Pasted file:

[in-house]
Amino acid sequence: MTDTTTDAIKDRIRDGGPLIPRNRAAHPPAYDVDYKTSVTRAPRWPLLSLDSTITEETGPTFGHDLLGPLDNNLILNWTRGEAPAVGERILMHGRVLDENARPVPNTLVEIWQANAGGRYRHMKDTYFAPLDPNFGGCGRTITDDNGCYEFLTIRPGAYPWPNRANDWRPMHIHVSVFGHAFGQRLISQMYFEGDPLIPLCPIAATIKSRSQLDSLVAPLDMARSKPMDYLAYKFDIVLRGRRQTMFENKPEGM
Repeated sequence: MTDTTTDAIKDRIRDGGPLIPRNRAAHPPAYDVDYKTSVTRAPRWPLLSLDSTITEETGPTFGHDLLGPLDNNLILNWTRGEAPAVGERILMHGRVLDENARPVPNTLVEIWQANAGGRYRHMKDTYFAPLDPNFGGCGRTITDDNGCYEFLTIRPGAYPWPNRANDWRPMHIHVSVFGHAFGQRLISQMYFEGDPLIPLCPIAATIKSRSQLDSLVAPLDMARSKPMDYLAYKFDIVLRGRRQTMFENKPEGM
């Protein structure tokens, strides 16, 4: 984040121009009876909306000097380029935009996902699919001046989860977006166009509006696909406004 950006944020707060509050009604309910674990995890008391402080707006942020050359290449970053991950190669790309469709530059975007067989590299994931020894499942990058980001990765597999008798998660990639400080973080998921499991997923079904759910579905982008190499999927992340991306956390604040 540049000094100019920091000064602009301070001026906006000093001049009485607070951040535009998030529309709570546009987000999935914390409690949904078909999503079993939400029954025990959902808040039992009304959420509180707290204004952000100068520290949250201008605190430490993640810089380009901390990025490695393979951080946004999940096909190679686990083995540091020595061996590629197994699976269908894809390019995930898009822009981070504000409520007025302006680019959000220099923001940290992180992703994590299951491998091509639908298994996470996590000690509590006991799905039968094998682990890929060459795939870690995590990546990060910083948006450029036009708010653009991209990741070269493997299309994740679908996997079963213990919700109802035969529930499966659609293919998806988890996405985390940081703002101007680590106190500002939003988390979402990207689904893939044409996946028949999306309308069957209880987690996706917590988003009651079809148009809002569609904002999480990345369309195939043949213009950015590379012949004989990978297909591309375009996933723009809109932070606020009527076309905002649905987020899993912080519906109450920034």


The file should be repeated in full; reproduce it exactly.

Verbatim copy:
[in-house]
Amino acid sequence: MTDTTTDAIKDRIRDGGPLIPRNRAAHPPAYDVDYKTSVTRAPRWPLLSLDSTITEETGPTFGHDLLGPLDNNLILNWTRGEAPAVGERILMHGRVLDENARPVPNTLVEIWQANAGGRYRHMKDTYFAPLDPNFGGCGRTITDDNGCYEFLTIRPGAYPWPNRANDWRPMHIHVSVFGHAFGQRLISQMYFEGDPLIPLCPIAATIKSRSQLDSLVAPLDMARSKPMDYLAYKFDIVLRGRRQTMFENKPEGM
Repeated sequence: MTDTTTDAIKDRIRDGGPLIPRNRAAHPPAYDVDYKTSVTRAPRWPLLSLDSTITEETGPTFGHDLLGPLDNNLILNWTRGEAPAVGERILMHGRVLDENARPVPNTLVEIWQANAGGRYRHMKDTYFAPLDPNFGGCGRTITDDNGCYEFLTIRPGAYPWPNRANDWRPMHIHVSVFGHAFGQRLISQMYFEGDPLIPLCPIAATIKSRSQLDSLVAPLDMARSKPMDYLAYKFDIVLRGRRQTMFENKPEGM
């Protein structure tokens, strides 16, 4: 984040121009009876909306000097380029935009996902699919001046989860977006166009509006696909406004 950006944020707060509050009604309910674990995890008391402080707006942020050359290449970053991950190669790309469709530059975007067989590299994931020894499942990058980001990765597999008798998660990639400080973080998921499991997923079904759910579905982008190499999927992340991306956390604040 540049000094100019920091000064602009301070001026906006000093001049009485607070951040535009998030529309709570546009987000999935914390409690949904078909999503079993939400029954025990959902808040039992009304959420509180707290204004952000100068520290949250201008605190430490993640810089380009901390990025490695393979951080946004999940096909190679686990083995540091020595061996590629197994699976269908894809390019995930898009822009981070504000409520007025302006680019959000220099923001940290992180992703994590299951491998091509639908298994996470996590000690509590006991799905039968094998682990890929060459795939870690995590990546990060910083948006450029036009708010653009991209990741070269493997299309994740679908996997079963213990919700109802035969529930499966659609293919998806988890996405985390940081703002101007680590106190500002939003988390979402990207689904893939044409996946028949999306309308069957209880987690996706917590988003009651079809148009809002569609904002999480990345369309195939043949213009950015590379012949004989990978297909591309375009996933723009809109932070606020009527076309905002649905987020899993912080519906109450920034």